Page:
Welcome to Mapinhane

As promised, this post is all about Mapinhane, my wonderful site. I fully expect that by the time you finish reading this, you will have packed your bags and bought your plane ticket. Just make sure you call me up and let me know when to expect your visit!

When Peace Corps volunteers get dropped off at site, they are told to expect four things: a roof, a bed, a table, and a chair. Most folks get these things if they’re lucky. We happened to be very, very, very lucky. We pulled up in our Chapa da Paz to a fully furnished, stocked, and decorated house full of books, extra medical supplies, teaching resources, some food to tide us over the transition period, anything else we could possibly need… and the choice to move into another, slightly bigger house. The bigger house needed some work, but we decided to move there because it gets more natural light, and well, it’s bigger. Although we had a decent setup in the small house, we had quite the project ahead of us if we wanted to move into the bigger house. Here are some before pictures to give you an idea:




Okay, so it’s actually not that bad by Mozambique standards – we just figured if we’re going to the trouble of moving in, why not make it as nice as possible first? We got to work straight away. First thing to do was paint, and that alone was a huge pain. We had to go to Vilankulos to buy paint, since you can pretty much only buy tomatoes and onions in Mapinhane. It took us a good couple of hours to find a place that sold paint, and then a little bit longer to find a place that wasn’t going to charge us the mulungu/tourist price (aka 4x the actual price). After a lot of walking, sweating, asking around, and then making the difficult decision between cream and white, we found ourselves with a giant 20 litre can of cream paint. We made it about ten feet out of the store before we realized there was absolutely no way we could carry it anywhere. Thus, like the resourceful Peace Corps volunteers that we are, we paid a Mozambican 15 mets to carry it on his head to the chapa terminal. We repeated this experience about 15 times with various items (a second 20 liter can of paint, mirrors, dishes, groceries we can’t get in town, piles of capulanas to spiff things up, a couch, etc.), put in a week and a half of hard labor, blood, sweat, and tears, and finally we had ourselves a home! We still have a lot more to do – get electricity installed, hopefully buy a fridge and some fans, fix up our rooms, clear the yard, plant a garden, and continue to organize things – but it has come a LONG way. Saying that I’m proud is a huge understatement. We put some serious work into this place. Once we’re done with it, it will be as nice as any American home… minus the AC.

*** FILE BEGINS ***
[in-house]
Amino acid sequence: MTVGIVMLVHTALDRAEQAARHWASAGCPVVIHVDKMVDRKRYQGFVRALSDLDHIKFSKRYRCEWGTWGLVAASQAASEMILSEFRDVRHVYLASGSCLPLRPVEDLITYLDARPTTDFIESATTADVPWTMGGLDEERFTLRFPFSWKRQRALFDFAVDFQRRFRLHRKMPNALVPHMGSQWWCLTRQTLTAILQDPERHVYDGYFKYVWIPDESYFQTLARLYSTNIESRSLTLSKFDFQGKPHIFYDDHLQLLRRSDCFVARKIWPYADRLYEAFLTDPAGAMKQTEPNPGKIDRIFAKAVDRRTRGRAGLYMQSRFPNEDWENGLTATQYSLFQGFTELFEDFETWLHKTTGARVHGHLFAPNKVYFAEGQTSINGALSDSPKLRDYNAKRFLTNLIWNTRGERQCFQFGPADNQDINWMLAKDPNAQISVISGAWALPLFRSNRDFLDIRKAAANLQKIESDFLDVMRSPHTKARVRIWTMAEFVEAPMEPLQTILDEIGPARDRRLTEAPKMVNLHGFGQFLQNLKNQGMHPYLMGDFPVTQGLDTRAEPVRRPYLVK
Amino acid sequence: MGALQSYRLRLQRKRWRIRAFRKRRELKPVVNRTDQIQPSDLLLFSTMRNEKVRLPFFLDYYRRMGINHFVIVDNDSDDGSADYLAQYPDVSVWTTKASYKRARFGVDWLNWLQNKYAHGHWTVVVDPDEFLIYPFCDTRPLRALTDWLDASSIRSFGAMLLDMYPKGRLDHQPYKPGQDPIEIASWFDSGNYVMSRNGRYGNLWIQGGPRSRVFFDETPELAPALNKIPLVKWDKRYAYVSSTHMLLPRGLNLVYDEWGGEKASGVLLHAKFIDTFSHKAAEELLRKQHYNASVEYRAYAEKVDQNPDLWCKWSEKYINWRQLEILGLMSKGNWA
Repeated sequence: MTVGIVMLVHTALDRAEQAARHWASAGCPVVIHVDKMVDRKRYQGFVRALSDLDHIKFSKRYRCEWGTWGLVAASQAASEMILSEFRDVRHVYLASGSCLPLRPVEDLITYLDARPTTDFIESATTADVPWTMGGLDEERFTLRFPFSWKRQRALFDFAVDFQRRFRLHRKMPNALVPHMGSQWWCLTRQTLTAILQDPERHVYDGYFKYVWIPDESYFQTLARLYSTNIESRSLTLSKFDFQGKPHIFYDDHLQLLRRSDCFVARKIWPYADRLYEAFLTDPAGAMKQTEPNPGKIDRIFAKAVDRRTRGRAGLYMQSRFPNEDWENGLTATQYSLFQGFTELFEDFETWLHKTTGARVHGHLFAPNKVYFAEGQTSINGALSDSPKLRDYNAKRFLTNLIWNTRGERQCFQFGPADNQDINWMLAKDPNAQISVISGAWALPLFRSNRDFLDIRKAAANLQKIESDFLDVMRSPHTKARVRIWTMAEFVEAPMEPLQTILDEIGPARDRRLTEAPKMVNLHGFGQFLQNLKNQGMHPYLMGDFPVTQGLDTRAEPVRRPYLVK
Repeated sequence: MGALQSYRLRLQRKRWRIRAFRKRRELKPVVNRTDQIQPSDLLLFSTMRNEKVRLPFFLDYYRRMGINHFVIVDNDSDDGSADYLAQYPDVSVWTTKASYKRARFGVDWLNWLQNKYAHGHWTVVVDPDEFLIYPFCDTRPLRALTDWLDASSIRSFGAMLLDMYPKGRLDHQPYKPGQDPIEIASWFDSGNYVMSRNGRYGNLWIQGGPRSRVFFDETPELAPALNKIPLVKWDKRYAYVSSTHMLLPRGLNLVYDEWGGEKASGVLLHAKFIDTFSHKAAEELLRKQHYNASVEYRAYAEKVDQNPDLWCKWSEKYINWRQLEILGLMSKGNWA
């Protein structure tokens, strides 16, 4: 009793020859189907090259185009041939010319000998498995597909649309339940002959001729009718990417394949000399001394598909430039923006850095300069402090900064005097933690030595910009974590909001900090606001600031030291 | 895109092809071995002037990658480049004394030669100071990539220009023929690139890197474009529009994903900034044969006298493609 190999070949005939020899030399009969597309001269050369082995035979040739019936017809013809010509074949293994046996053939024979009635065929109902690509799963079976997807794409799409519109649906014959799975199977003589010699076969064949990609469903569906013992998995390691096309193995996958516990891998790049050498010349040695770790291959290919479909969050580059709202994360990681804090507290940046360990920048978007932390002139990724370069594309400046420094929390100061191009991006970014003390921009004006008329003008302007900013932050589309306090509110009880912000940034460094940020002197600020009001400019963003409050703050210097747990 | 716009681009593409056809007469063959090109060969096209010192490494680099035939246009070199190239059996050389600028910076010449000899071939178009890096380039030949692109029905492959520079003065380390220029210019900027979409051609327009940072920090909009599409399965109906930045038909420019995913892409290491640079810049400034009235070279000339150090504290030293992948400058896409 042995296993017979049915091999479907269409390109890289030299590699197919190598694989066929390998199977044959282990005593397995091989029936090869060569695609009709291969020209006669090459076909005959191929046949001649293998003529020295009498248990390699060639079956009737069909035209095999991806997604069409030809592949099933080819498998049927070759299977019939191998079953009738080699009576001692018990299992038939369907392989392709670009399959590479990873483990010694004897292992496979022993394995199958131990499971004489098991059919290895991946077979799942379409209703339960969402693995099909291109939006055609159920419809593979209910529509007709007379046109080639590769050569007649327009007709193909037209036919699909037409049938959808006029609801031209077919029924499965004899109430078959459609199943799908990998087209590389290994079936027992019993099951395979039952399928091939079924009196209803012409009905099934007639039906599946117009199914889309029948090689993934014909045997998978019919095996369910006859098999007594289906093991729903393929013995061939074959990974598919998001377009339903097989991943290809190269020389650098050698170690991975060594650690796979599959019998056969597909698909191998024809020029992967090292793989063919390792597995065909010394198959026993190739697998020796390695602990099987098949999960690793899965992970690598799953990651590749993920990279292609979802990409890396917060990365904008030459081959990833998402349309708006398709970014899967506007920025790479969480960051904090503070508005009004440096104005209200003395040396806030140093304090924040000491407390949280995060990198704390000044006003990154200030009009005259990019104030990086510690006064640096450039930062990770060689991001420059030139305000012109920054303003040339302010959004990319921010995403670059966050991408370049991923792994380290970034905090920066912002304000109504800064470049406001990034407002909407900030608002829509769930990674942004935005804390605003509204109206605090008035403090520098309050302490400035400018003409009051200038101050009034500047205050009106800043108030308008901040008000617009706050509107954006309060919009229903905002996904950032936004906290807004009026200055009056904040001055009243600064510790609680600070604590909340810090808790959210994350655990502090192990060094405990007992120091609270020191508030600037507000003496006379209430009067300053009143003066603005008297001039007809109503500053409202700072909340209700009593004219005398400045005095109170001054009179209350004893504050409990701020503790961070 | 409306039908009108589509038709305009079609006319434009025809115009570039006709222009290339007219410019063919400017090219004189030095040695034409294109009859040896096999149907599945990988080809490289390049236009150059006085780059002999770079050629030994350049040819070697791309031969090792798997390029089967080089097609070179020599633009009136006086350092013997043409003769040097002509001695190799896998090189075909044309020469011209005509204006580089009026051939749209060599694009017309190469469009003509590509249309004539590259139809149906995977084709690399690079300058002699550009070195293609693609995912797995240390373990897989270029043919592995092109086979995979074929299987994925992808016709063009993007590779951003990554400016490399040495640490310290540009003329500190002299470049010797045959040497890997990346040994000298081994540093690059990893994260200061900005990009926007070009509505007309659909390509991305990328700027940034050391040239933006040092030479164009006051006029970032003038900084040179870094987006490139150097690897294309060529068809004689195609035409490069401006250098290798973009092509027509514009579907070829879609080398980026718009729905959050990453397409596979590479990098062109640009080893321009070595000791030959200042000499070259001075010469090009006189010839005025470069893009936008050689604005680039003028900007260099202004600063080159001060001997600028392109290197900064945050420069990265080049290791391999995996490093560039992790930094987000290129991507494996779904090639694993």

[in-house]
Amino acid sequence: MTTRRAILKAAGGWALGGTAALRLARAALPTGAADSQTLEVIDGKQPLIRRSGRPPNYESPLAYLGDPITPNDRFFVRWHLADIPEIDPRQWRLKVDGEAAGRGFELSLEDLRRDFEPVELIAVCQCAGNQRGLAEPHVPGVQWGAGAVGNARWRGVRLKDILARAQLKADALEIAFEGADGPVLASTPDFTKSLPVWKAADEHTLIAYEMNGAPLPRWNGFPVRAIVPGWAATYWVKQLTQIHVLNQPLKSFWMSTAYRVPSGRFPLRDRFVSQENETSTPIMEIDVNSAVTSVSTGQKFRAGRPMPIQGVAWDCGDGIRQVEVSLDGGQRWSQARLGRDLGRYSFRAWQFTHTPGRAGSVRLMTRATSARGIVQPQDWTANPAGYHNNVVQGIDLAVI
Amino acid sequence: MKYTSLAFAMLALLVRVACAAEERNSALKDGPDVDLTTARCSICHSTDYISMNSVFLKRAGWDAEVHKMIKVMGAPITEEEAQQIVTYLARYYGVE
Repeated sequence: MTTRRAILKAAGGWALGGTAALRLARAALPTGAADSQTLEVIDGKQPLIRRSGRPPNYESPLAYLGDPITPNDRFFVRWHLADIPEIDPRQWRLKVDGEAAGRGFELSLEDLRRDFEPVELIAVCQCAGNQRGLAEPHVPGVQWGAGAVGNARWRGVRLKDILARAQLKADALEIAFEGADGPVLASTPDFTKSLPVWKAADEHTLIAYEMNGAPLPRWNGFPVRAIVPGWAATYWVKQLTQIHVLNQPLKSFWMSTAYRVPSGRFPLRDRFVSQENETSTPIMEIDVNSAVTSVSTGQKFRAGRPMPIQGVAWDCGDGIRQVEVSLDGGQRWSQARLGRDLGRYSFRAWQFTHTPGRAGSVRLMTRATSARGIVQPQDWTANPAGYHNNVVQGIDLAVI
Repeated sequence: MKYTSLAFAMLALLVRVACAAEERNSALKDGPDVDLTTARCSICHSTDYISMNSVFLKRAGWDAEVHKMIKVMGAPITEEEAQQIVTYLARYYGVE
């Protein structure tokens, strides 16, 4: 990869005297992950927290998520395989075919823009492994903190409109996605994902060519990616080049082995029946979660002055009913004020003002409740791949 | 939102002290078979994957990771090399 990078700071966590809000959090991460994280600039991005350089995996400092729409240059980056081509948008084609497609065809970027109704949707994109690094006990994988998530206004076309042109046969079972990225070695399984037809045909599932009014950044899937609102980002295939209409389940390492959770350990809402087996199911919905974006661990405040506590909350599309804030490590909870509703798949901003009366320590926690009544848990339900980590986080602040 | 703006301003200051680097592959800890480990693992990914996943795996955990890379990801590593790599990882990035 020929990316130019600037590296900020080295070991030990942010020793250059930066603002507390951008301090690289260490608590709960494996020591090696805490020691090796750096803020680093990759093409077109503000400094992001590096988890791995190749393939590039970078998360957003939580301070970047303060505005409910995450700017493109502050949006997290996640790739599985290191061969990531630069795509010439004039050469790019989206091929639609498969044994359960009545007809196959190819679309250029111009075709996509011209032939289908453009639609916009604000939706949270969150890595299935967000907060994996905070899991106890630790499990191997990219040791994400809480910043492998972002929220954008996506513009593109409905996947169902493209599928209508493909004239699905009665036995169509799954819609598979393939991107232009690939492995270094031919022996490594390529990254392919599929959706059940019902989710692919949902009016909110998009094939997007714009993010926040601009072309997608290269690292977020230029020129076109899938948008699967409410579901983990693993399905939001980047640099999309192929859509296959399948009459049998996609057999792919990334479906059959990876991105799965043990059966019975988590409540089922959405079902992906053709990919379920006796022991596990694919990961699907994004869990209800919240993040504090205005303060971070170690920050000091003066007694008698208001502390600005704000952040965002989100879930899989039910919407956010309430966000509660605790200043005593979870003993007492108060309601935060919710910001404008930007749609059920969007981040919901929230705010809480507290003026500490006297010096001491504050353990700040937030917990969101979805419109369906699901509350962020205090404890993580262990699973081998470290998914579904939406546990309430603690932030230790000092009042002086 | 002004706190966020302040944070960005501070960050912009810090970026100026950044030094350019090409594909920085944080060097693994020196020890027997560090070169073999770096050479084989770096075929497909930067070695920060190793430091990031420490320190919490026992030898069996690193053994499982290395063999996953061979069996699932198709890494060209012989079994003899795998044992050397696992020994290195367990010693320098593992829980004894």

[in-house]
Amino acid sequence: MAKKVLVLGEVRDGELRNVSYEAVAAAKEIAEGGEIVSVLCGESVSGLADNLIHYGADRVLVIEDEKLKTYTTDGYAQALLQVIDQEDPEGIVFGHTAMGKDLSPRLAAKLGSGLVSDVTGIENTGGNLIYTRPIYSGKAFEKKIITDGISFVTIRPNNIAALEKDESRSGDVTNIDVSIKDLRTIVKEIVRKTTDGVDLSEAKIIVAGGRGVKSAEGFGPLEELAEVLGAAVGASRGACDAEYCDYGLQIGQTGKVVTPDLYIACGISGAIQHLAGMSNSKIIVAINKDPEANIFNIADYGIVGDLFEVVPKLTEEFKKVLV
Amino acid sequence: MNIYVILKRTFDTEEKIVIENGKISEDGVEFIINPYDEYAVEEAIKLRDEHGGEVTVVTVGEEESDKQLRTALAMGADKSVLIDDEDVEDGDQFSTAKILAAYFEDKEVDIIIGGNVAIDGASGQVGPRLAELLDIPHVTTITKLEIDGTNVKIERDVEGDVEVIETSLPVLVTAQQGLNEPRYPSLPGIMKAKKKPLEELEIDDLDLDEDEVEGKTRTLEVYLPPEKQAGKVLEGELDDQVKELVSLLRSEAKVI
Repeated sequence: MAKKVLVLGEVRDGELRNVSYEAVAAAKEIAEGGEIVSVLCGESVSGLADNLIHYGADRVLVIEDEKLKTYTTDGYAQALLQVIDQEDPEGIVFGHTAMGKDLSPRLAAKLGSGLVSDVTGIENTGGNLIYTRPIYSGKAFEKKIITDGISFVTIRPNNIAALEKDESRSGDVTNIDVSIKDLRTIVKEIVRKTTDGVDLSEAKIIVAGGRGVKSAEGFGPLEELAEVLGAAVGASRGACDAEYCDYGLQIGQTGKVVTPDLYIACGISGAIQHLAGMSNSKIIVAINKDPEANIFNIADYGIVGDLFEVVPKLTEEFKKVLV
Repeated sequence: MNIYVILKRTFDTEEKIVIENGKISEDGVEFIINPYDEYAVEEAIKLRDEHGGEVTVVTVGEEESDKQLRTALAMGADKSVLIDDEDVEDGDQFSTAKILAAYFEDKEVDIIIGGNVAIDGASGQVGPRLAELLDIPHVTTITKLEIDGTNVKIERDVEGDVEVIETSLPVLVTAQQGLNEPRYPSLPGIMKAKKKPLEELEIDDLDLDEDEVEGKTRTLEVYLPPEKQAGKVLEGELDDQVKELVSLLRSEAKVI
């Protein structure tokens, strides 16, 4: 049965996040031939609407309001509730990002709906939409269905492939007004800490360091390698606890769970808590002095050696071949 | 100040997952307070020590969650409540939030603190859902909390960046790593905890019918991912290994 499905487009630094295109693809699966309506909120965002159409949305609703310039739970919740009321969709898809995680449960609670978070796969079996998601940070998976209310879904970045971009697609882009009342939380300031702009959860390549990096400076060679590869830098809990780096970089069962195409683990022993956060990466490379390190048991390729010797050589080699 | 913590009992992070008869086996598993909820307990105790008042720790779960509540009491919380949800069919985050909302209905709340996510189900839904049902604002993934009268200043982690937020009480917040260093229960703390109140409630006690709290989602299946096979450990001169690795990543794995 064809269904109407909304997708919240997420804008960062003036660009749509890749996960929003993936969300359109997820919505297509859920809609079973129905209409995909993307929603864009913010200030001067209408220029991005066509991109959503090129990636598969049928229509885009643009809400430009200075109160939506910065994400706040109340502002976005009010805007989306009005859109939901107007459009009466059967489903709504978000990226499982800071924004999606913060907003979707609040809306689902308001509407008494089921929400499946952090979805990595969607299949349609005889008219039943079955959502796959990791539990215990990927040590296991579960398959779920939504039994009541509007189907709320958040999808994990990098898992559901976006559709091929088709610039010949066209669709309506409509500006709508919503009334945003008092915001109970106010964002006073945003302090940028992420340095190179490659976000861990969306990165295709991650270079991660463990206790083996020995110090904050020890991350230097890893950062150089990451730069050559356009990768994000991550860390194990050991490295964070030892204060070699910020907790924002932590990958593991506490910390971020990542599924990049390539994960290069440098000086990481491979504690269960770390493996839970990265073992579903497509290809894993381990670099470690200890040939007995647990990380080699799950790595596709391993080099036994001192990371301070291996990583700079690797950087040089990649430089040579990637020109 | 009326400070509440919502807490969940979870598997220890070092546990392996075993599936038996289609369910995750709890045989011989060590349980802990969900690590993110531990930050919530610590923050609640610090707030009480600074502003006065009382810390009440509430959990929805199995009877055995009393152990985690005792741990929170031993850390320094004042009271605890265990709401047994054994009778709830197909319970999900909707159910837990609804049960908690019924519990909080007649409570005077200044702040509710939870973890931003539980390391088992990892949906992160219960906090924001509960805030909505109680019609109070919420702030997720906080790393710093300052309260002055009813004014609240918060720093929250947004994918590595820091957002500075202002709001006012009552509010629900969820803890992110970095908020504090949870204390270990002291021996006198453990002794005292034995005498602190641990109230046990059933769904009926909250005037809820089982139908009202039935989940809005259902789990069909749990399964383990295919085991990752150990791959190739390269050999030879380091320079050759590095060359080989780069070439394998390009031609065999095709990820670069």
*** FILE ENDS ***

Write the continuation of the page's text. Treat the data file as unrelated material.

Anyways, since we inherited the PC Moz jackpot site, we decided to share the wealth and host Christmas at our place. It was a blast. We pulled out all the stops – baking multiple kinds of cookies (in a homemade dutch oven on a gas stove, which is basically a giant pot with tin cans inside and a towel on top, mind you), getting stockings made, crafting all sorts of decorations, wrapping presents, etc. While it didn’t feel much like Christmas sweating to death under our mosquito nets and hanging out on the beach, the Christmas spirit was all around. My fellow PCV’s in the Dirty South group are pretty great, and I can’t wait to see what happens in these two years we have together!


A small sampling of the Christmas treats


Kevin reacts to receiving by far the ugliest capulana of the ugly capulana exchange


The whole Christmas crew at the beach!


One comment

  1. Pingback: Missed Calls from Africa 2: Xipixi | The Forgotten Bloggers

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